Think about how often you seem to forget particular things. You might forget the name of a former
acquaintance, the correct spelling of a term, or a friend's birthday. As a result, you might have
experienced extreme reluctance and self-doubt.
However, it has been discovered by researchers Paul Frankland and Blake Richards from the University
of Toronto that fresh memories literally "overwrite" old ones in the brain. The old impressions are
typically harder for us to recall or entirely forget.
According to the research, a person is not necessarily brilliant just because they have a greater memory
capacity. In actuality, the study discovered that the contrary is frequently true. Some people memorize
everything in their brains, which is really helpful and healthy, but it's actually healthier to retain big-
picture ideas and ignore specifics.
According to Professor Richards, it's critical that the brain ignores superfluous information and
concentrates on the details that will aid in decision-making in the actual world. This essentially indicates
that the relationship between these two processes—memory, or persistence, and transience—supports
decision-making in chaotic, dynamic contexts.
According to their findings, memory should be used more for decision-making optimization than for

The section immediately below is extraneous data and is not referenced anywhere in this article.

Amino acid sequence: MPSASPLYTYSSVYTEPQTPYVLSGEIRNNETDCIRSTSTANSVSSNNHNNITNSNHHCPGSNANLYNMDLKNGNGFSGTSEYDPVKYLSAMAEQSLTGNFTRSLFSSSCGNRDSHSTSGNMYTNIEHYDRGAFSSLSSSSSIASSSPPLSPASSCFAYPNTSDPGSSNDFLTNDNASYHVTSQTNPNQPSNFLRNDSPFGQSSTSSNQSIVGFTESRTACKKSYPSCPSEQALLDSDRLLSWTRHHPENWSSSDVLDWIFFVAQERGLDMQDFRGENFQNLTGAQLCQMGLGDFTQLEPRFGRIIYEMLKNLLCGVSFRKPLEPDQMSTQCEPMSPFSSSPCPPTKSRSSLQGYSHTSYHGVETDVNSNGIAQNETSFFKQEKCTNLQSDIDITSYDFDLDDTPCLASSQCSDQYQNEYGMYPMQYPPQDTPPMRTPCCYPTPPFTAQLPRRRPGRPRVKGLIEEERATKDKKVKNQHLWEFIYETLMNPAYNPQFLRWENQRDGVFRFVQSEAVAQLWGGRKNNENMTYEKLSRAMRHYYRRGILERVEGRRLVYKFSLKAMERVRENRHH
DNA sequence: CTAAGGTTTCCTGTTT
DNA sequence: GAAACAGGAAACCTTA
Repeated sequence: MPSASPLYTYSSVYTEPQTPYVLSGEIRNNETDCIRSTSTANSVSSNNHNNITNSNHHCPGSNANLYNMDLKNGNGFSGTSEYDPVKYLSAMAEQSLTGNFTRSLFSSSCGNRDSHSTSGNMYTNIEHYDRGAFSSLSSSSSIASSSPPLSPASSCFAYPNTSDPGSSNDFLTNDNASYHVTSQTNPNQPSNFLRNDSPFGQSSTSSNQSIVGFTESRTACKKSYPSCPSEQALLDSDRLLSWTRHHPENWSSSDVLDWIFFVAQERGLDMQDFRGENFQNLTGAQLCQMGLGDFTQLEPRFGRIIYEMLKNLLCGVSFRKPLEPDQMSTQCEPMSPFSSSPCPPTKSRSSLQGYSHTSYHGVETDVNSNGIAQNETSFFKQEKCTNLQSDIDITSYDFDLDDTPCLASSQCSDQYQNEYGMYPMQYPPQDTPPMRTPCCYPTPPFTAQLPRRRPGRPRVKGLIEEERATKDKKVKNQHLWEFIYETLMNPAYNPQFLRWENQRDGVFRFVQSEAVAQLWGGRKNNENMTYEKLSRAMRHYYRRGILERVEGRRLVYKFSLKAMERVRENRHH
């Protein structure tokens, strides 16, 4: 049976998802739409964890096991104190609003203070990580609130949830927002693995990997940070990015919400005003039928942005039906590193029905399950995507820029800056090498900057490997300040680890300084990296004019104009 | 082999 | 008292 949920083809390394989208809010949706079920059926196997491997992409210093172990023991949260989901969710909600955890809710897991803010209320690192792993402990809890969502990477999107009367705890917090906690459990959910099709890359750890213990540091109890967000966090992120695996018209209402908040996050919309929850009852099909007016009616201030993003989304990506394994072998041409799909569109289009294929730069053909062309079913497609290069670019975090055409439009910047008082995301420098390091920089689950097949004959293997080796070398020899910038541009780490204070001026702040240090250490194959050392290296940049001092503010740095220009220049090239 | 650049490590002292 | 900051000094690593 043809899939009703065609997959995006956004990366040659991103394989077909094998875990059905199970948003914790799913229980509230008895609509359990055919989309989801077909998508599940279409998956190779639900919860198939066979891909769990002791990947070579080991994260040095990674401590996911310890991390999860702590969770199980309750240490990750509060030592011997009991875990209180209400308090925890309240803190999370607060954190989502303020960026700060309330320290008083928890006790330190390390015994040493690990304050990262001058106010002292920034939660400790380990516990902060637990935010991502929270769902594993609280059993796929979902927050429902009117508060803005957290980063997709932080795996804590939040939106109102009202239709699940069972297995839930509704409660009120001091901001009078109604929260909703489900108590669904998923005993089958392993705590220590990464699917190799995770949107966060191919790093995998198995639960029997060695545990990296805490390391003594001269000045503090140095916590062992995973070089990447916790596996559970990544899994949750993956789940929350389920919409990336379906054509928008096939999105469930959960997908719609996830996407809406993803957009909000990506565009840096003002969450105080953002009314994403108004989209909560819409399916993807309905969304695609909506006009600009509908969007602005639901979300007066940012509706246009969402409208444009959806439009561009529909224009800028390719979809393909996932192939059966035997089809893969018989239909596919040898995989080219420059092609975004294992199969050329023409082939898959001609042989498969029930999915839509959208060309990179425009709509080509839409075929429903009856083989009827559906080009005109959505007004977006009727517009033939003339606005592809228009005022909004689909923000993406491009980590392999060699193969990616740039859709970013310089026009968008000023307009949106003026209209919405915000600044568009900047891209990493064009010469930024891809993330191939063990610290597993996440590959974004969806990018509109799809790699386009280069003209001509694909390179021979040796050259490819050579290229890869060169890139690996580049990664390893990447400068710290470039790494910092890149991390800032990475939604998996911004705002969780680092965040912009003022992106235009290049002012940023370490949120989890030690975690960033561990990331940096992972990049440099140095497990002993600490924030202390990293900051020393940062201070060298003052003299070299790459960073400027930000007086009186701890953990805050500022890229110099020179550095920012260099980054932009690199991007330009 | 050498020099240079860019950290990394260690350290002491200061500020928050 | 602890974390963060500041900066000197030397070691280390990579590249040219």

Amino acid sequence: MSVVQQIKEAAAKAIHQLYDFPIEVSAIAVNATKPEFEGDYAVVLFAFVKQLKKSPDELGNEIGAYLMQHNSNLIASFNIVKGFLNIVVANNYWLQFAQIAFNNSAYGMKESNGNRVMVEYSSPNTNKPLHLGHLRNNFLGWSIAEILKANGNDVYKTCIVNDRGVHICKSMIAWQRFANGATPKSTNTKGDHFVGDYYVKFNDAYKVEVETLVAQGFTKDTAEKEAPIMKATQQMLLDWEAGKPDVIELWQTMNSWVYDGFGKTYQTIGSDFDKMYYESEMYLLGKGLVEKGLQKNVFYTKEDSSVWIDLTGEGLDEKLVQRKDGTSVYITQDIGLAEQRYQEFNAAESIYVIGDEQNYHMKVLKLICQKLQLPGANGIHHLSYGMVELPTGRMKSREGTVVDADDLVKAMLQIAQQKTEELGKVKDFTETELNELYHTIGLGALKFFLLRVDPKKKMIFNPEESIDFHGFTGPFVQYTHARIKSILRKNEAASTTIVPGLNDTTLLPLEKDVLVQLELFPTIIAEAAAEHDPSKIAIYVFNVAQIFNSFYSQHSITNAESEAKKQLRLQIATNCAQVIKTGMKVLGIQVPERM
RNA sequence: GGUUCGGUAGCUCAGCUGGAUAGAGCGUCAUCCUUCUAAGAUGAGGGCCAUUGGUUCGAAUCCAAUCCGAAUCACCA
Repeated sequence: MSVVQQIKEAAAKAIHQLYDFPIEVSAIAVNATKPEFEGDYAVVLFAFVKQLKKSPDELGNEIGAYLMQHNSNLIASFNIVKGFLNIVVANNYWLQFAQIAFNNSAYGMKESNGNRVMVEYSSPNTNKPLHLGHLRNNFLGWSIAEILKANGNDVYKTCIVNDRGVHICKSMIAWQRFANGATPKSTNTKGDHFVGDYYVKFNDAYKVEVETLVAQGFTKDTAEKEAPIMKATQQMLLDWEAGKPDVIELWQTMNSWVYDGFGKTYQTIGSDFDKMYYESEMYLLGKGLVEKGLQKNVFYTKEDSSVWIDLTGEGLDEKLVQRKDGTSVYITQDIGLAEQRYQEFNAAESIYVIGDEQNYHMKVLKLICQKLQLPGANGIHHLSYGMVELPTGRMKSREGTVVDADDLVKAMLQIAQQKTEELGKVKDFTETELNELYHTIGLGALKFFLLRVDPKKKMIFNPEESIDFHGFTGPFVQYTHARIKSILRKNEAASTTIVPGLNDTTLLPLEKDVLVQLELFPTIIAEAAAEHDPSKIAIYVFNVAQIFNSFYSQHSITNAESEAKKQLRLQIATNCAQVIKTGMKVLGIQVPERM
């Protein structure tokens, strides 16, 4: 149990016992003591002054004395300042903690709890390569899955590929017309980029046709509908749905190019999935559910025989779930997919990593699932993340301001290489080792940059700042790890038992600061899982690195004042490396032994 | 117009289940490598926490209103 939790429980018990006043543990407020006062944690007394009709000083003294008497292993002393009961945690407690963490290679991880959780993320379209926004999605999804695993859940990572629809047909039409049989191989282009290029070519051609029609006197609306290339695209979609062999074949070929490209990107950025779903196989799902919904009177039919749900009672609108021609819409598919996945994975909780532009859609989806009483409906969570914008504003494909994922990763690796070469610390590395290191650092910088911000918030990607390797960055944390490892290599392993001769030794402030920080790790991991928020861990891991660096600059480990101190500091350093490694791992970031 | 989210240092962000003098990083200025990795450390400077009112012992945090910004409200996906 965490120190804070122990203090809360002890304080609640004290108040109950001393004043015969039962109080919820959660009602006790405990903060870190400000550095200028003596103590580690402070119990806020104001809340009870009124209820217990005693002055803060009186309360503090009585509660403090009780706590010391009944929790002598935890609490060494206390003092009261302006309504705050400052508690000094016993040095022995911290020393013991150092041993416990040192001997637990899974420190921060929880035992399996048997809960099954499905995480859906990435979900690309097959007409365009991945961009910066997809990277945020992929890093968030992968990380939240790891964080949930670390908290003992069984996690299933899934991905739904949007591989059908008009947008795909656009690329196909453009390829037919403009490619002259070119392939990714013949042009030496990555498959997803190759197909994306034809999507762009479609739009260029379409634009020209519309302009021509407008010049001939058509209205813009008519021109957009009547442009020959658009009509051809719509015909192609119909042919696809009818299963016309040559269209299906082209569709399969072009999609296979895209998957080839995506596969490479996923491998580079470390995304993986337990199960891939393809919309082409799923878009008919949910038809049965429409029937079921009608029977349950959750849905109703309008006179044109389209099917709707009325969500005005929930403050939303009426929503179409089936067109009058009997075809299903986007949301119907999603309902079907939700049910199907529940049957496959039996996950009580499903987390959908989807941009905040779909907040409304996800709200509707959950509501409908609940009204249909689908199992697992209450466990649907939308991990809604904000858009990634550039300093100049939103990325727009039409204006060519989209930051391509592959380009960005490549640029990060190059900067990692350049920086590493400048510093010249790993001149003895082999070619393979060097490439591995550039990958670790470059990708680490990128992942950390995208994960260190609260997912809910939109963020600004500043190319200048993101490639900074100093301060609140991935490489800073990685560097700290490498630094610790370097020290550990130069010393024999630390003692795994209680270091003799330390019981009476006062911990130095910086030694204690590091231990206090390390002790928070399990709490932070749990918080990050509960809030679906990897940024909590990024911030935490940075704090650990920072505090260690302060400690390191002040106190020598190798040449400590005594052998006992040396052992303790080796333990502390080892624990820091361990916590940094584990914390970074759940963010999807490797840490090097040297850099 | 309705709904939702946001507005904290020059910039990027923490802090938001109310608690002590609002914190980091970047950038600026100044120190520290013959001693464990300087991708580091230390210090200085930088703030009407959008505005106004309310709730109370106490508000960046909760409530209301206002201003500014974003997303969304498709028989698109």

transmitting the information. Transience hence prevents overfitting to specific previous occurrences,
which promotes generalization, and reduces the importance of outdated information in memory-guided
We have mental conflicts and are unable to make decisions when the brain is overloaded with irrelevant
or numerous memories. For instance, a brain with many memories may struggle to make decisions
because it takes too many different factors into account. Since "poor memory" can be a brain function
that seeks to free up space for relevant information by preventing brain energy loss associated with
retaining useless information, transience is therefore just as crucial as persistence.
Since almost any fact you need to know can now be quickly looked up at any moment, it is fine to
occasionally overlook little nuances.
But do you notice that you frequently forget significant portions of information? If there is a major
problem, it is crucial to seek medical attention; otherwise, it is quite acceptable to overlook tiny details.
According to Professor Richards